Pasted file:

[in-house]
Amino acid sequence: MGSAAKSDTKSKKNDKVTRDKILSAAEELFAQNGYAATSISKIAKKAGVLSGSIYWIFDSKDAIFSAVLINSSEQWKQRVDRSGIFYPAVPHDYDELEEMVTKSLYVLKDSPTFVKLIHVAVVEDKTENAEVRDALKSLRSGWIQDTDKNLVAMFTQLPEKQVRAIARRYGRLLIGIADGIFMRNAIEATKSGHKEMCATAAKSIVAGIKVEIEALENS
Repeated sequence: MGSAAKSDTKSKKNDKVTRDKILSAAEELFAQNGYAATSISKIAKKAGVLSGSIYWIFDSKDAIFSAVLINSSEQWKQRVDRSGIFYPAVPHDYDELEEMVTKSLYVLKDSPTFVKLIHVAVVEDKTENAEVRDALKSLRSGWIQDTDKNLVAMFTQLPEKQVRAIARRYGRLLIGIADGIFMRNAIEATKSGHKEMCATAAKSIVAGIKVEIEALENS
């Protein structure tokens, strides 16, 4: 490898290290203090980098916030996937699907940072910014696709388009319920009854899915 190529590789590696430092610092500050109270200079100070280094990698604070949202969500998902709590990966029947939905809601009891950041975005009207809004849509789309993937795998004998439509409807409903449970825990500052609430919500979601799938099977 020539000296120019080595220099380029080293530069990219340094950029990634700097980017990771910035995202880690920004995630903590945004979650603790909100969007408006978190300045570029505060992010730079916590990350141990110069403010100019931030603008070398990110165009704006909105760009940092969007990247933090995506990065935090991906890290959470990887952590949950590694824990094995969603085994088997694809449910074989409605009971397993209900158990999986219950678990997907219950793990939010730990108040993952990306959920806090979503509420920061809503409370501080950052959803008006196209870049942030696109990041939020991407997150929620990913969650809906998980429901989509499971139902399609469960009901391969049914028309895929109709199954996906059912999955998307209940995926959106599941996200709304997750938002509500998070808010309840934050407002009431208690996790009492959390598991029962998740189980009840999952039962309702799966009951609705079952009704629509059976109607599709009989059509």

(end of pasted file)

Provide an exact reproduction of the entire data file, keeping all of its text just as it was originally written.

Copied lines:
[in-house]
Amino acid sequence: MGSAAKSDTKSKKNDKVTRDKILSAAEELFAQNGYAATSISKIAKKAGVLSGSIYWIFDSKDAIFSAVLINSSEQWKQRVDRSGIFYPAVPHDYDELEEMVTKSLYVLKDSPTFVKLIHVAVVEDKTENAEVRDALKSLRSGWIQDTDKNLVAMFTQLPEKQVRAIARRYGRLLIGIADGIFMRNAIEATKSGHKEMCATAAKSIVAGIKVEIEALENS
Repeated sequence: MGSAAKSDTKSKKNDKVTRDKILSAAEELFAQNGYAATSISKIAKKAGVLSGSIYWIFDSKDAIFSAVLINSSEQWKQRVDRSGIFYPAVPHDYDELEEMVTKSLYVLKDSPTFVKLIHVAVVEDKTENAEVRDALKSLRSGWIQDTDKNLVAMFTQLPEKQVRAIARRYGRLLIGIADGIFMRNAIEATKSGHKEMCATAAKSIVAGIKVEIEALENS
């Protein structure tokens, strides 16, 4: 490898290290203090980098916030996937699907940072910014696709388009319920009854899915 190529590789590696430092610092500050109270200079100070280094990698604070949202969500998902709590990966029947939905809601009891950041975005009207809004849509789309993937795998004998439509409807409903449970825990500052609430919500979601799938099977 020539000296120019080595220099380029080293530069990219340094950029990634700097980017990771910035995202880690920004995630903590945004979650603790909100969007408006978190300045570029505060992010730079916590990350141990110069403010100019931030603008070398990110165009704006909105760009940092969007990247933090995506990065935090991906890290959470990887952590949950590694824990094995969603085994088997694809449910074989409605009971397993209900158990999986219950678990997907219950793990939010730990108040993952990306959920806090979503509420920061809503409370501080950052959803008006196209870049942030696109990041939020991407997150929620990913969650809906998980429901989509499971139902399609469960009901391969049914028309895929109709199954996906059912999955998307209940995926959106599941996200709304997750938002509500998070808010309840934050407002009431208690996790009492959390598991029962998740189980009840999952039962309702799966009951609705079952009704629509059976109607599709009989059509």